Rhythm, routine and naked pitch invasion – ways to well-being!

Regular readers will know my blog centres on my life as a self-employed cricket watcher – so it’s my views on cricket and my travels, with a few photos thrown in for those who find cricket ‘boring’! I know there are a few people who think that!

But today to start with…a reflection on coming out of the other side of the pandemic and general well-being. I thought that I had handled lockdowns one, two and three quite well, didn’t feel unduly upset (after all we were all in it together) and managed to get by, better than some, but that’s just luck and circumstances I suppose.

What has struck me last week and this, is how much I missed the rhythm and routine of cricket watching! The preparation, the travel to and from the match, the pace of the game, the rhythm of the day, the events unfolding in front of me, the weather – cold, warm, sunny and wet in equal measure, the winning, the losing, the players and spectators and so on.

But now I’m back into the swing of things again (until an enforced break in the fixtures) it’s made me realise how we took our past lives ‘for granted’ – I haven’t felt this relaxed and at ease in months! It’s said what you don’t have you don’t miss but when your ‘old life’ returns you really do appreciate what you have.

Today, through happy circumstance I find myself at the CloudFM County Ground in Chelmsford for the first time in ages. It’s day three of a four day match (but actually day 2 due to rain) between Essex and Nottinghamshire.

Fortress Chelmsford in all its summer glory

The first hurdle of today’s routine was dealing with the stewards! A lucky 200 members are allowed in to watch but we have strict arrival time slots, told to bring an umbrella in case it rains but then not allowed to bring one in. Cameras are disliked (been coming here for 35+ years and never been told that before!) – hence today’s poor photos – but what is really frightening is the sheer number of stewards for 200 people. I’ve counted over 20 so far and all watching our every move. There were even two stewards to oversee my short walk to the toilet! I suppose the shape of things to come as I reach my dotage!

None of them seem to have any idea or knowledge of the game – walking in front of sightscreens, walking around mid-over. They are experts in watching what you do. As you can imagine, the mature, double vaccinated Essex members are not impressed; some threatening not to renew for next season.

It’s costing Essex £ 15,000 per day (!) to have 200 spectators but I’d like to know what they’re spending that on! The match however seems to be meandering to a draw – even at the start of play. Nottinghamshire take their second batting point early in the day but then seem to stop. Essex take wickets after about an hour and it seems that neither side wants to make an effort.

Perhaps a naked pitch invasion by a hundred or more over-60 Essex members would brighten things up! But they’d need to dodge the army of stewards first!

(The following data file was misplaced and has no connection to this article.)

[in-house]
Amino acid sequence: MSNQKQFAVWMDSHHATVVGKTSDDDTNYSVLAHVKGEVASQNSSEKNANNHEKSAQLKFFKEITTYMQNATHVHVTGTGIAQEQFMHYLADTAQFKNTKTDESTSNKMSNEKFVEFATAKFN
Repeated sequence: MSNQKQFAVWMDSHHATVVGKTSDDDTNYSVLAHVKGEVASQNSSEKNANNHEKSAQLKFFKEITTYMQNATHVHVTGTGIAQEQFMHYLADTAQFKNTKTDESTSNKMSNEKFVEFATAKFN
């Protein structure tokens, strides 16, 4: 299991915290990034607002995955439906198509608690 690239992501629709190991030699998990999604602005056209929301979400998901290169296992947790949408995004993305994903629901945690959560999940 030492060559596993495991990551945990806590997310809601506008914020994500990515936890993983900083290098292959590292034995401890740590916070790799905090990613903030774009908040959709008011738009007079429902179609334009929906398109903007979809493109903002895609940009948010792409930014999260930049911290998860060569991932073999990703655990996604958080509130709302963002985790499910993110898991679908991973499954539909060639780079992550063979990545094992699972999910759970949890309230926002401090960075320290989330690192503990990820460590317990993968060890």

No need! Nottinghamshire have a final fling and reach 293 giving Essex half an hour before lunch to start their innings. The new ball brought a change in the feel of the match as Essex succumb to 15/3 at lunch – somewhat typical of their season so far!

By tea time Essex reach 81/4 so the session was evenly balanced; Westley taking the lead in reaching 35no. Once the shine goes off the new ball batting gets easier – never easy – and Notts can’t get it to reverse.

The main interest however has been the collapse of the cashless pay system – it ‘reached its limit for what it can take in a day’ which means tea/coffee are free but beer is off! Symptomatic of what Essex CCC off the field has become – trying to be something special but failing to do the basics right!

Sharp take by Moores

By the close Essex had struggled to 180/7. Westley making 71 in just under four hours held the innings together. No one else really settled. Wheater was out the next ball to an amazing boundary catch looking straight into the evening sun by Ben Compton (yes…another branch of Denis’ family). The Nottinghamshire reaction summed up the day – they have the desire, drive and momentum at the moment; Essex have Plan A but no Plan B or any real desire to win…or so it seems.

Fletcher bends his back

But back to the stewards; they really have taken the edge off the day. They’re supposed to make us feel safe, but I feel intimidated – it’s heavy-handed over-stewarding!

The Lord’s pavilion stewards have a fierce reputation but at least they’re polite. Those at the Oval are warm and welcoming. Other test venues across the world all make you feel welcome and you’re greeted with a smile and a friendly word.

Here at Fortress Chelmsford it’s as if they don’t want you!

But I suppose it’s part of life’s rich pattern and was the same before the pandemic – it may have been so but making paying spectators feel uncomfortable will not get them coming back. Am I being curmudgeonly or is this one of the things I’d conveniently forgotten during lockdown?

It’s something I need to get back into my own rhythm and routine for visits to the Fortress! And perhaps a mass streak by the over-80s members would give the stewards something to really get to grips with as opposed to watching spectators watch cricket!